On the last night of Spring Harvest this year, I bought a book. It was written by the speaker that night, Jeff Lucas, and it’s called Lucas Out Loud. As such it’s not about anything in particular, just odd anecdotes about his life and his church and some musings on parts of the bible. It’s very human, not at all preachy, and still now gives me moments where I remember something from it and I have to stop and think.
I’ve always had difficulty connecting with God. Not in the happy times, where it’s traditionally easy for him to get shelved, not even especially in the bad times, when it seems he’s the one shelving us. It’s the times when there’s things happening in my life that the bible censors but I don’t, when I’m not hurting anybody but it feels uncomfortably like an excuse to say ‘my own moral compass knows best’. I felt like that when I was going out with a girl, and I feel like that sometimes being in an intimate relationship without being married. It’s typical christian teenager conflicts.
The problem with them is that, even when you work out your own tentative answers to the bible’s problem areas, as I did (doesn’t God love everyone?; in the times of the bible being written, wasn’t marriage the only kind of committed relationship?), there’s still a bit of guilt when you really get down to it, and that’s difficult to deal with. I feel the furthest from God when I’m in that biblical grey area, when something doesn’t feel wrong. Shouldn’t I be feeling guilty? When I get to those questions, my first instinct is to avoid God, to still pray sometimes, perhaps, but about other things, to imagine that if I don’t mention it, he won’t notice. It’s hide and seek in a desert.
But I don’t think God wants us to be so far away, even when we’re feeling all prodigal, even when we feel we have no right to talk to him about it – or he has no right to talk to us. Even when we’re not feeling ready to give something up, even when we’re feeling guilty for not feeling guilty. I think he wants to be with us whatever.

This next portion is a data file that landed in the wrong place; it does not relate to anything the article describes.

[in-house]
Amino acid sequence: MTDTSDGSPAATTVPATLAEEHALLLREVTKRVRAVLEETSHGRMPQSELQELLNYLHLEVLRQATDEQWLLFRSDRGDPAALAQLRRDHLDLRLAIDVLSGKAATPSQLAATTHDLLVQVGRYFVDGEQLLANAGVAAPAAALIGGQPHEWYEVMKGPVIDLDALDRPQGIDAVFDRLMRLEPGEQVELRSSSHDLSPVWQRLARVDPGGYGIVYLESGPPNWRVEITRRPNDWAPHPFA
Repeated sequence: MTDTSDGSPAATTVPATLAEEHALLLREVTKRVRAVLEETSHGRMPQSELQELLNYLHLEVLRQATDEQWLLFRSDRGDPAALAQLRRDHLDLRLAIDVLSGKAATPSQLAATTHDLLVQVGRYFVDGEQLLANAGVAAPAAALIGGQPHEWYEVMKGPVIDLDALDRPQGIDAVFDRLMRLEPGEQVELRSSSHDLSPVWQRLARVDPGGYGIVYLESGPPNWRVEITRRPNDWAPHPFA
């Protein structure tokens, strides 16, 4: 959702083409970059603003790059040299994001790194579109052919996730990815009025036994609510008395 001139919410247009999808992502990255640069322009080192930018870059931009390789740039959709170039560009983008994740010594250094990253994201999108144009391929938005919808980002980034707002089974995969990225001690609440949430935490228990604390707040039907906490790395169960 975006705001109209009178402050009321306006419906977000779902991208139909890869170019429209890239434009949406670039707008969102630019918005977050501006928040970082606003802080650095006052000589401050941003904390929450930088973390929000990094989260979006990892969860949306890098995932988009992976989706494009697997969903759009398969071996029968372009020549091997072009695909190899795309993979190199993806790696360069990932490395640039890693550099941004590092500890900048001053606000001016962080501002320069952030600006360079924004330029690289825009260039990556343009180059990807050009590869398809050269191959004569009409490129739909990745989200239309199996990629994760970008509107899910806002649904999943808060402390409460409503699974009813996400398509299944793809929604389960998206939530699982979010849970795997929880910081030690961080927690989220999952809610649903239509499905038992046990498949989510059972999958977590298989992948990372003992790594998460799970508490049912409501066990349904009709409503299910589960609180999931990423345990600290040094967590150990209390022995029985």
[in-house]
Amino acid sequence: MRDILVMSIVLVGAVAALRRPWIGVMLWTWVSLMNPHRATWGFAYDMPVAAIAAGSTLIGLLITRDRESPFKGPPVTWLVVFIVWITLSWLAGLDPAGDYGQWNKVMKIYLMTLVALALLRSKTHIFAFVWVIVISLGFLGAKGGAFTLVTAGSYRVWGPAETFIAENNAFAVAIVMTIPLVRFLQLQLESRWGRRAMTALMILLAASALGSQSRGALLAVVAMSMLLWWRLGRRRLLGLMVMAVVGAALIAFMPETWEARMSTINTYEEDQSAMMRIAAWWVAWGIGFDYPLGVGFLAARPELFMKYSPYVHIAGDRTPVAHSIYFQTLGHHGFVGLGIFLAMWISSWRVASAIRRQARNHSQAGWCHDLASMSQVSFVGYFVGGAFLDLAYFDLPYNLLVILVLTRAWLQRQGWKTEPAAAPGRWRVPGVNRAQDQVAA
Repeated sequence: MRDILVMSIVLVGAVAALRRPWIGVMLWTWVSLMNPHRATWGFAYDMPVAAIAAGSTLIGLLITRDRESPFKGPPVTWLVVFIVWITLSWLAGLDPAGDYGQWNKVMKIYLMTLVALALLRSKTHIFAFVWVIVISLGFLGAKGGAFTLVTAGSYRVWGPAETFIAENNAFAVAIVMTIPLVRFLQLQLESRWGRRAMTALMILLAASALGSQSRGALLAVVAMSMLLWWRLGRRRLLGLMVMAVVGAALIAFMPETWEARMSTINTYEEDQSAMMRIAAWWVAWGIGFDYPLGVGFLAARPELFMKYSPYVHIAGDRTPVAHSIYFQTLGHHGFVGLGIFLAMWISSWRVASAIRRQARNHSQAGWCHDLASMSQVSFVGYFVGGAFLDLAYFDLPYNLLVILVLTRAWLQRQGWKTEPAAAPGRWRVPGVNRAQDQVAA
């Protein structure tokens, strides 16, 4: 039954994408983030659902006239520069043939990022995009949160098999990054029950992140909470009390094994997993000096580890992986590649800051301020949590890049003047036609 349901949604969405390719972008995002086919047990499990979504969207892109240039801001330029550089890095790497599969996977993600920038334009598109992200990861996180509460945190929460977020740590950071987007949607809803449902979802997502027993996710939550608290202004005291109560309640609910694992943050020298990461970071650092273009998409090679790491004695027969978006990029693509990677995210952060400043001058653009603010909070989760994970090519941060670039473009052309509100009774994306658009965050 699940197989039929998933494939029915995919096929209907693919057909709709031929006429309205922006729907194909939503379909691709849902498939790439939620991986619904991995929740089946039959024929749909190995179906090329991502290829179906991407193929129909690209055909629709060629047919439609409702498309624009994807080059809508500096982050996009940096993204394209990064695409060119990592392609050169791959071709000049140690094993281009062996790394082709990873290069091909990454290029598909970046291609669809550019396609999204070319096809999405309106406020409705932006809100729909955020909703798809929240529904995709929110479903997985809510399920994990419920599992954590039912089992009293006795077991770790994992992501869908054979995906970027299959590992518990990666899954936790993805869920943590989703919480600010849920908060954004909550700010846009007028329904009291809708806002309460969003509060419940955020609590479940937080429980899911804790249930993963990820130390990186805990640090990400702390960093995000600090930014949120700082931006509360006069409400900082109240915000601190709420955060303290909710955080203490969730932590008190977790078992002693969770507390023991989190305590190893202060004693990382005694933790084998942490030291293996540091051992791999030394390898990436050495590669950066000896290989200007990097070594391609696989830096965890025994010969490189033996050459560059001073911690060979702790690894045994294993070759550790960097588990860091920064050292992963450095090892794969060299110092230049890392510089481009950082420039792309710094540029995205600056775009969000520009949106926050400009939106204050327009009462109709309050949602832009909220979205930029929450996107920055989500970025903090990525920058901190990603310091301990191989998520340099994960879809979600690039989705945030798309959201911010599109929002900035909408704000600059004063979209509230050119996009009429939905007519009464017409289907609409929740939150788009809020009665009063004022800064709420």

The bit of Lucas’ book that moved me the most was something he wrote about the Christian propensity for guilt. God is, well, perfect, but we’re doing wrong all the time. How can we ever be close to him? He writes*, I’ve just finished a lengthy study of the seven churches of Revelation, and I was stunned to discover that Jesus had no word of rebuke at all for two of them – only commendation and a verbal pat on the back. The lack of rebuke is… stunning. Why are we at home with the threat of judgement, but struggle with the idea that God might want to tell us that we’re doing alright? When we finally step forward on the last day, perhaps the hugest shock of all will be the sight of a perfect God, whispering the most unexpected greeting to plebs like us: “well done, good and faithful servant”.
We’re imperfect, but we’re trying. And I feel just as guilty sometimes as the next teenage christian does, but I like to believe that he still thinks we’re doing okay, even when there’s things that we’re not ready to put in front of him just yet. He wants to come and meet us at whatever point we can do, wherever we are. Michelangelo was dead on with his depiction of God straining to reach Adam, not vice versa. So I’d just like to say, he thinks you’re doing alright. And I am too.
Wow, so I had more to say on that subject than I thought. This is all elaborate and intellectual packing procrastination, I think. I have reached the limits of suitcase capacity but not the limits of Things Needing to Be Packed. So I’ll go do that. I’m away in France from tomorrow until Wednesday 13th August. I’ll have my phone with me as always. Farewell, anonymous reader. <3
*some bits omitted to save my fingers